PRN prices are rocketing
Packaging Waste Recovery Notes, or PRNs, are issued by accredited waste processors and can be purchased by producers through compliance schemes in the UK, of which there are around 50. The price of PRNs is driven by the trading market and only companies with a £2 million turnover generating more than 50 tonnes of packaging annually are mandated to comply.
Due to shrinking volumes of waste exports to China and increasingly stringent domestic regulation, PRN prices for plastic have recently skyrocketed. They peaked at £450 in July, and presently stand at £311, up from £75 a year ago. These prices could mean a potential crisis on the horizon, when there won’t be enough PRNs for compliance schemes and producers to meet their obligations.
The flaws of the system have already been extensively discussed by industry experts. Some say it doesn’t truly engage producers and turns compliance into a low-cost box-ticking exercise without incentivising businesses to develop eco-designs and use recyclable products. Others point out the paradox that lies at the heart of the PERN (Packaging Export Recovery Notes) system, namely, that they are issued once the waste is sent abroad, which does not cover what happens to the waste once it arrives at its destination, resulting in overstated national recycling rates. You can read more here.
The Environmental Bill looks shy of targets
The UK government’s draft Environment Bill, announced in the October Queen’s Speech, has yet to become law – partly because that government was dissolved to hold a general election soon after. Even so, the proposal has come in for some criticism, as prime minister Boris Johnson’s proposed Brexit withdrawal agreement contains no mention of environmental protections. Any such measures have been moved to the accompanying political declaration, which is not legally binding.
Although one of the main areas the bill deals with is waste reduction, many environmental experts feel it doesn’t go far enough. With the bill only creating powers for the government to introduce measures rather than mandating them, and the government giving itself until 2037 to meet any reduction targets, experts feel it lacks the sense of urgency the climate crisis calls for. The bill makes provisions for the new environmental watchdog, the Office for Environmental Protection (OEP), to enforce targets. But its lack of independence and accountability has raised concerns. “At the moment we have the European Commission judging whether we meet environmental targets, and they are clearly independent and can use a judicial route,” Environmental Audit Committee chair and Labour MP Mary Creagh told New Scientist. “We are very concerned the OEP will be funded by government and with a chair appointed by government.”
Many other questions remain too. When the bill mentions drink bottles, does that refer to bottles of all shapes and sizes? When it gives the government powers to make producers pay for cleaning up their waste, does it imply covering the full cost of it? The suspension of parliament before the elections and the uncertainties about the environmental commitment of any newly elected government further call into question the reinforcement of what many would call too little too late anyway.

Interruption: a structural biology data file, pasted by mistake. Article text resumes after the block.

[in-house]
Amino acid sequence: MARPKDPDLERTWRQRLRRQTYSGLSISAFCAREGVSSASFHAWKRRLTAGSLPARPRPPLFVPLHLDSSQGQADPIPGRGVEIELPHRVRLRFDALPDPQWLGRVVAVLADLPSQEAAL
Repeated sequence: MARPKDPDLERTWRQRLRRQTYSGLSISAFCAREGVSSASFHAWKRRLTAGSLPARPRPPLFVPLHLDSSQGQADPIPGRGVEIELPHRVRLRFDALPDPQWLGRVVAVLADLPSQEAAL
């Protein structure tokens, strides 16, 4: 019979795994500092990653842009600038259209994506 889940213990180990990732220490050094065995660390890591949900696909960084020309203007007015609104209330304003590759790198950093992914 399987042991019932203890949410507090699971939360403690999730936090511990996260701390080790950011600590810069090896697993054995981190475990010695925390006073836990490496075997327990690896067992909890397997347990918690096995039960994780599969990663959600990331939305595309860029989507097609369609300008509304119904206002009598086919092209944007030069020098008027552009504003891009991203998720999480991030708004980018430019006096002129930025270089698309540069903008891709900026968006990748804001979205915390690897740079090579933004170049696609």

Removing the pain point from e-commerce with returnable packaging
With e-commerce generating sometimes as high as 50 per cent return rates, the growing popularity of returnable containers has recently pushed reverse logistics – the return and reuse of products and materials – to the forefront of retailers’ minds.
The all-important customer experience now extends beyond delivery and appealing branded packaging – today’s customers also factor in the ease of return into their purchasing decisions. The first, most obvious step towards enhancing return experiences is using reusable corrugated paper boxes, which open without damaging the packaging itself and have double-sided tape to enable resealing. Leading British corrugated packaging manufacturer GWP, however, upped its game when it launched its new returnable packaging system made of extruded twinwall corrugated polypropylene sheets called Correx. GWP claims its Correx boxes can provide up to 75 per cent cost savings when compared with single-use card boxes, and are easy to transport and clean. Read more here.
Meanwhile, US company Happy returns! is trying to liberate retailers from managing product returns altogether by offering them an online return-and-exchange service. Customers of retailers using Happy returns! can choose to return in-person via Happy Returns’ nationwide network of 300 Return Bar locations, through the retailer’s own stores, or by carrier. Happy returns! also launched a cardboard-free returns programme this summer, which reduces the amount of cardboard that would be required for return shipments by nearly 73 per cent in weight and 92 per cent in area. See here for more details.
The Packaging Federation is the trade association for the UK packaging manufacturing industry. It aims to provide a balanced picture of the role of packaging in society and lobby for a balanced debate on its environmental impact. In pursuing this, it has regular and vigorous dialogue with government, politicians, the media, supply chain partners and the wider public. Membership of the Packaging Federation is open to manufacturers from all sectors of the UK packaging manufacturing industry, packaging design companies, sector trade associations, recycling organisations, compliance schemes and other bodies associated with packaging. On the federation’s website you can find a list of packaging companies, as well as one including major trading associations in the packaging space. See here for more details on how to become a member.